I have just read the anti Pornography Bill that is currently before our parliament. This Bill was brought soon after the MPs stifled debate on the Marriage and Divorce Bill, which millions of Ugandans need urgently in place.
Lokodo’s anti-pornography bill however doesn’t just threaten women; it is attacking press freedom too. The media is portraying the Bill as a ‘mini-skirt’ law but if passed it has far reaching consequences on press freedom, freedom of expression, Internet freedom, right to privacy and culture.
According to the Bill
Pornography means any cultural practice, radio or television programme, writing, publication, advertisement, broadcast, upload on internet, display, entertainment, music, dance, picture, audio, video recording, show, exhibition or any combination of the preceeding that depicts (for now I concentrate on the clause) “Sexual parts of a person such as breasts, thighs, buttocks and genetalia.”
I am also angered and saddened by comments of our Minister of Ethics and Integrity Simon Lokodo in this Guardian article . He says:
“Any attire which exposes intimate parts of the human body, especially areas that are of erotic function, are outlawed. Anything above the knee is outlawed. If a woman wears a miniskirt, we will arrest her.” “Men are normally not the object of attraction; they are the ones who are provoked. They can go bare-chested on the beach, but would you allow your daughter to go bare-chested?”
These comments cannot be understood in any other way than being an outright attack on women and their sexuality, their freedom of expression and right to live the way the wish. Lokodo permits attack on women and blames sexual violence on women victims. These comments are part of wide efforts to politicize women’s dressing and obsession with women’s sexuality. In the Bill, Lokodo says “ponography fuels sexual crimes against women and children.”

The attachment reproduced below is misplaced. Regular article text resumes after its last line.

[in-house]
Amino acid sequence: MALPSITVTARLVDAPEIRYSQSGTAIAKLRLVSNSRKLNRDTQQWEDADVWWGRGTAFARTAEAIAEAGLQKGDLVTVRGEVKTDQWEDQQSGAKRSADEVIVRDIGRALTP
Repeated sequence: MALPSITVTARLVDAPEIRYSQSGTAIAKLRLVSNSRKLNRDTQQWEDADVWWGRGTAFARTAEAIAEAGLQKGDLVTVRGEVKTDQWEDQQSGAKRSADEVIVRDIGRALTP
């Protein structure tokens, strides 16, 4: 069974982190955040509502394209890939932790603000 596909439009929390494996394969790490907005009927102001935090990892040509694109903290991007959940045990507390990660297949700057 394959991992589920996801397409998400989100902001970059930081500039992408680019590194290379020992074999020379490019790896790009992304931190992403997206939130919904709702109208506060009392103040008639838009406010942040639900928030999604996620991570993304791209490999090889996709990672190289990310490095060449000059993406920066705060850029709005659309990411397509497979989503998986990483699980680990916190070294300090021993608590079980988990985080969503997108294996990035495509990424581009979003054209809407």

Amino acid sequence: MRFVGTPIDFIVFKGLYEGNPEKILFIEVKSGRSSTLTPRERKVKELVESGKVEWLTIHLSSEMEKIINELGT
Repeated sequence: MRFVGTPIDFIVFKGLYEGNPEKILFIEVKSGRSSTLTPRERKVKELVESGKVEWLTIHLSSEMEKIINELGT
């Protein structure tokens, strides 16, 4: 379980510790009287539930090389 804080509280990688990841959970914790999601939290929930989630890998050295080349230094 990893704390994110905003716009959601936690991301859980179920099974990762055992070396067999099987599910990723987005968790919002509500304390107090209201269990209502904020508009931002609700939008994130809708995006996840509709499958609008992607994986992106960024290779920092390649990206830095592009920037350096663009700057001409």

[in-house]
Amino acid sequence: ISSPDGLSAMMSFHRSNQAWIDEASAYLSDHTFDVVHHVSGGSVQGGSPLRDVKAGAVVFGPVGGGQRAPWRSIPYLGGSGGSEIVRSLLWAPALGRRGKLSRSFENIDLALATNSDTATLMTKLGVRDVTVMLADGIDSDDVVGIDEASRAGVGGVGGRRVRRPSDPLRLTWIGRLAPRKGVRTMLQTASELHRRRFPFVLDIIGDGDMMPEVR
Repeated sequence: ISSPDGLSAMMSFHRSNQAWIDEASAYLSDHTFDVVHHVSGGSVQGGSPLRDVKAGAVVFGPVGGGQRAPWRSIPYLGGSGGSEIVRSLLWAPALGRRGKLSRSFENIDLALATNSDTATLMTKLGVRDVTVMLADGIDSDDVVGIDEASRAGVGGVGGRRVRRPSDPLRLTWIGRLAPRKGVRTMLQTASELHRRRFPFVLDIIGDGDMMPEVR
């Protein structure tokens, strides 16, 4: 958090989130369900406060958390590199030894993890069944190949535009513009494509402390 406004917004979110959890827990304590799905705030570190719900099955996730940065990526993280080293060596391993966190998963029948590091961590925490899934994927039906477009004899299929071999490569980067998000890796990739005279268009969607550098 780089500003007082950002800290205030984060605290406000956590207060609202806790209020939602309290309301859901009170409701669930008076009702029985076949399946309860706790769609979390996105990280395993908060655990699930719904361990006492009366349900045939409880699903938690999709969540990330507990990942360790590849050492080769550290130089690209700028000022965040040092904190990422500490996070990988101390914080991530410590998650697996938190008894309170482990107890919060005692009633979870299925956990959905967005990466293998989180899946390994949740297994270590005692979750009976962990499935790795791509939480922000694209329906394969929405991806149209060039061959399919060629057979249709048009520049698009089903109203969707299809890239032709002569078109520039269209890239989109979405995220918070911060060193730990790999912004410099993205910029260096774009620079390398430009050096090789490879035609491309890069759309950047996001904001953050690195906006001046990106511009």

I am moved to ask why do we have rape even in the most remote corners of our country? Did the Ugandan army watch porn before they raped several women and men during the northern Uganda war? Do all men that defile more than 600 children a year in Uganda watch pornography? Do all the more 500 raped women reporting to police every year wear miniskirts? Do hundreds of uncles and fathers that molest young girls in their families watch pornography? Too many questions on my mind! This is just insulting the dignity of victims of sexual violence
We have more urgent, pressing needs, young Ugandans need jobs, 16 women die everyday in my country due to preventable pregnancy related complications, Lokodo and his fellow ministers everyday dig deeper in our pockets stealing our hard-earned money. Thousands of girls do not complete primary education even with the faulty UPE system in place. But Lokodo and the regime he represents wont tackle all these! What is more immoral than distract our country from important debates on these issues?
It is ironic that this is a bill proposed by a minister who hails from Karamoja, a region where people are free in their nakedness. The pastoralist communities are known to roam looking for pastures wearing as little clothing as possible and they are free in their culture. Such a bill would be an indictment to such ethnic groups in away.
For now I wanted to say, this is pornography according to Lokodo. If Lokodo gets his way around parliament these photos could earn a person who publishes them imprisonment not exceeding 10 years or a fine or both!
And if you viewed these ‘pornographic’ photos you too could be imprisoned!